Crimean Tatars in Ukraine: Deep-Seated Fears

Crimean Tatars in Ukraine: Deep-Seated Fears

by Luise Sammann


“Keep calm!” – that’s the order of the day in Crimea, where these days, one wrong word, one wrong move can have grave consequences. “Keep calm!” is also what people are being told in Ankara, 1,000 kilometres away, because what happens in Crimea will sooner or later also affect Turkey, which is home to millions of Crimean Tatars.

Foreign forces may be keen to turn the Crimean crisis into a crisis between the Tatars and Russia, or ultimately a crisis between Turkey and Russia, warned Turkish Foreign Minister Ahmet Davutoglu on his visit to Kiev a few days ago. “We will not allow that to happen!” he emphasised, adding: “Territorial integrity, peace and stability in Ukraine are extremely important to Turkey. Crimea in particular is a key concern for us as the gateway to Ukraine, but also because of the Crimean Tatars who live there and the region’s Turkish heritage.”

Celal Icten is grateful for the words of his foreign minister, as diplomatic and indefinite as they may be. “Turkey can and must play an active role in this conflict,” says the chairman of the Istanbul Association of Crimean Tatars. After all, his ethnic group are a Turkish people and are considered a little brother to the Turks. And now they are in danger!

Persecuted and forgotten

Since the beginning of the Crimean crisis, Celal Icten and other representatives of the Turkish Crimean Tatars have been asking the government in Ankara for help. As far as they are concerned, the situation is clear: the more power the Russians gain over the peninsula that became part of Ukraine in 1954, the greater the threat to the Crimean Tatar minority living there. “We fear for the lives of our relatives there,” says Icten.

Up to seven million Crimean Tatars live in Turkey today, says the 59-year-old. Even though the last count was taken in 1927, it is obvious that there are many more here than in Crimea itself. Some 45 clubs and associations uphold their heritage in Turkey, organise student exchanges between the old and new homelands, host evenings of culture or readings, and see themselves as nothing less than protectors of their relatives in Crimea and as representatives of their interests.

Expatriates like Celal Icten do not have a high opinion of Russians. Like many other Tatars, he believes that Putin is intentionally escalating the current crisis in order to justify military intervention in Crimea. “Why should we like those guys?” he exclaims from his armchair. “Nowadays, the majority of our nation lives far away from our homeland, although we have a place where we belong. Crimea is our country!”

Indeed, historians consider their ancestors to be the indigenous people of Crimea. The fact that they now make up only 12 per cent of the population of the peninsula in southern Ukraine is due to the many past conflicts with Russia, which repeatedly caused the Tatars to flee further into what was at the time the Ottoman Empire. The Crimean Tatars suffered their last significant trauma in 1944, when Stalin accused them of collaborating with German armed forces and deported over 180,000 of them to forced labour camps in Siberia and Central Asia. Thousands of them met a gruesome death in overcrowded trains.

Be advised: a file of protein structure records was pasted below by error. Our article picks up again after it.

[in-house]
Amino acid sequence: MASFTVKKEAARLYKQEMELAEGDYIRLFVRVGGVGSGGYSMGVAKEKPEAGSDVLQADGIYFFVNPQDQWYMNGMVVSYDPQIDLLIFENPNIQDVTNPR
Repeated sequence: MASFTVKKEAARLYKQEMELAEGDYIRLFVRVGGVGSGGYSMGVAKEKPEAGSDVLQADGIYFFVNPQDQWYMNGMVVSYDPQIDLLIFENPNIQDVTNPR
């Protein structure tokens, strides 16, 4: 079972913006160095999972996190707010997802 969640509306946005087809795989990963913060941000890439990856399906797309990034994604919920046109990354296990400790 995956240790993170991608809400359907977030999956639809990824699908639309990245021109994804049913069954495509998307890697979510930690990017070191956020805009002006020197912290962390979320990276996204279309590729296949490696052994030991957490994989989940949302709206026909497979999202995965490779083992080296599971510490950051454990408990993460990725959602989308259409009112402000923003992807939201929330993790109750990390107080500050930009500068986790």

“None of them were given a proper grave or burial,” laments Celal Icten in Istanbul. Even after the survivors were allowed to return to Crimea in 1988, a large number of them remained in exile, where they had long since built a new life for themselves. Celal Icten removes a jar containing Crimean soil from a cabinet. He commutes between Istanbul and the home of his ancestors several times a year. Naturally, he speaks their language fluently and probably knows more about their history than about Turkish history.

“We Crimean Tatars are Europeans”

If Crimea were to detach itself from Ukraine and move closer to Russia, as has been threatened on a number of occasions in recent days, this would be “the end of the Crimean Tatars”, declared Tuncer Kalkay, chairman of the Tatar association in Ankara, last week. Celal Icten agrees with him: “We Crimean Tatars are Europeans,” he emphasises again and again. And as such, they are demanding that Crimea remain close to Ukraine and not Russia, he says. “Look what is happening in Russia,” he fumes. “Look at how the Volga Tatars live there. They are not educated in their own language, their language institute at the university was closed down: they are being forced to assimilate! Or look at what happened in Chechnya…!”
This hatred towards Russians is something that Crimean Tatars living in Turkey learn from a very young age, even more so than their kin in Crimea itself, who, despite everything, have repeatedly had to come to terms with their powerful neighbours and until recently lived in peace with the Russian majority on the peninsula. Now, however, Celal Icten is extremely busy with demonstrations, meetings with politicians and press releases. The Turkish Crimean Tatars will not grow weary of raising awareness about their relatives’ unfortunate situation.

Despite the recent words of hope for the Crimean Tatars spoken by the Turkish Foreign Minister, great political and economic risks loom for Ankara. A long-standing good relationship with Russia is at stake, should Turkey intervene in the conflict too conspicuously – and that at a time when Erdogan’s government is hemorrhaging allies on the international stage.


Source:  Qantara.de.  © Qantara.de 2014 Translated from the German by Jennifer Taylor.  Editor: Aingeal Flanagan/Qantara.de


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